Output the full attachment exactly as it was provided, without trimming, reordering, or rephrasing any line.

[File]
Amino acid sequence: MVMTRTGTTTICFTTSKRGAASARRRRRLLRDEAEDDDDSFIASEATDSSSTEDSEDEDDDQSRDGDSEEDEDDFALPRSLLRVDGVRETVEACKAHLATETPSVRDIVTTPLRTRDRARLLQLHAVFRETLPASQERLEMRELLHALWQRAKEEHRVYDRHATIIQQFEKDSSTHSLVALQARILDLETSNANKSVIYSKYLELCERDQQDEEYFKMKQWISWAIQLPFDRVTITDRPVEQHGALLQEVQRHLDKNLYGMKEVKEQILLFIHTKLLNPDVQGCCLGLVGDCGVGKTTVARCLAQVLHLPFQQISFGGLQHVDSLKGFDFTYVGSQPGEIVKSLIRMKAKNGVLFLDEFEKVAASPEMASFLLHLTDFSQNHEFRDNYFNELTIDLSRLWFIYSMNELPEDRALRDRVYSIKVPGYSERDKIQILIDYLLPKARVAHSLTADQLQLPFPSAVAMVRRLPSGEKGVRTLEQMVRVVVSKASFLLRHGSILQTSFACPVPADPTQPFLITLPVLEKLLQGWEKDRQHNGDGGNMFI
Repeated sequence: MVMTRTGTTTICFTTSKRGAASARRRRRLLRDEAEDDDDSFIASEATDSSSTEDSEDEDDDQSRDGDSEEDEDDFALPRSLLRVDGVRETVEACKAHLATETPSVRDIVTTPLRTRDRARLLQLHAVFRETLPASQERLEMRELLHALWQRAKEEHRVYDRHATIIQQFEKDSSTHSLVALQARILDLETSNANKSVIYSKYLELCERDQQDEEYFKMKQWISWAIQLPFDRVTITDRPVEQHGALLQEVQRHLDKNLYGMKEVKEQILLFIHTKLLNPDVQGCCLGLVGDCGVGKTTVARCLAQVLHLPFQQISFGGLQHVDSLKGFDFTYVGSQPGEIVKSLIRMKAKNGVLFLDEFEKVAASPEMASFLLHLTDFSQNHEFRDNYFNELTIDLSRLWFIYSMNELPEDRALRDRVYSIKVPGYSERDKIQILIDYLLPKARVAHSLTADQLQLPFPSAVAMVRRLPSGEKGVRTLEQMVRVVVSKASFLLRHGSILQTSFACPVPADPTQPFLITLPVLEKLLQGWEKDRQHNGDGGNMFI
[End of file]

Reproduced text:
Amino acid sequence: MVMTRTGTTTICFTTSKRGAASARRRRRLLRDEAEDDDDSFIASEATDSSSTEDSEDEDDDQSRDGDSEEDEDDFALPRSLLRVDGVRETVEACKAHLATETPSVRDIVTTPLRTRDRARLLQLHAVFRETLPASQERLEMRELLHALWQRAKEEHRVYDRHATIIQQFEKDSSTHSLVALQARILDLETSNANKSVIYSKYLELCERDQQDEEYFKMKQWISWAIQLPFDRVTITDRPVEQHGALLQEVQRHLDKNLYGMKEVKEQILLFIHTKLLNPDVQGCCLGLVGDCGVGKTTVARCLAQVLHLPFQQISFGGLQHVDSLKGFDFTYVGSQPGEIVKSLIRMKAKNGVLFLDEFEKVAASPEMASFLLHLTDFSQNHEFRDNYFNELTIDLSRLWFIYSMNELPEDRALRDRVYSIKVPGYSERDKIQILIDYLLPKARVAHSLTADQLQLPFPSAVAMVRRLPSGEKGVRTLEQMVRVVVSKASFLLRHGSILQTSFACPVPADPTQPFLITLPVLEKLLQGWEKDRQHNGDGGNMFI
Repeated sequence: MVMTRTGTTTICFTTSKRGAASARRRRRLLRDEAEDDDDSFIASEATDSSSTEDSEDEDDDQSRDGDSEEDEDDFALPRSLLRVDGVRETVEACKAHLATETPSVRDIVTTPLRTRDRARLLQLHAVFRETLPASQERLEMRELLHALWQRAKEEHRVYDRHATIIQQFEKDSSTHSLVALQARILDLETSNANKSVIYSKYLELCERDQQDEEYFKMKQWISWAIQLPFDRVTITDRPVEQHGALLQEVQRHLDKNLYGMKEVKEQILLFIHTKLLNPDVQGCCLGLVGDCGVGKTTVARCLAQVLHLPFQQISFGGLQHVDSLKGFDFTYVGSQPGEIVKSLIRMKAKNGVLFLDEFEKVAASPEMASFLLHLTDFSQNHEFRDNYFNELTIDLSRLWFIYSMNELPEDRALRDRVYSIKVPGYSERDKIQILIDYLLPKARVAHSLTADQLQLPFPSAVAMVRRLPSGEKGVRTLEQMVRVVVSKASFLLRHGSILQTSFACPVPADPTQPFLITLPVLEKLLQGWEKDRQHNGDGGNMFI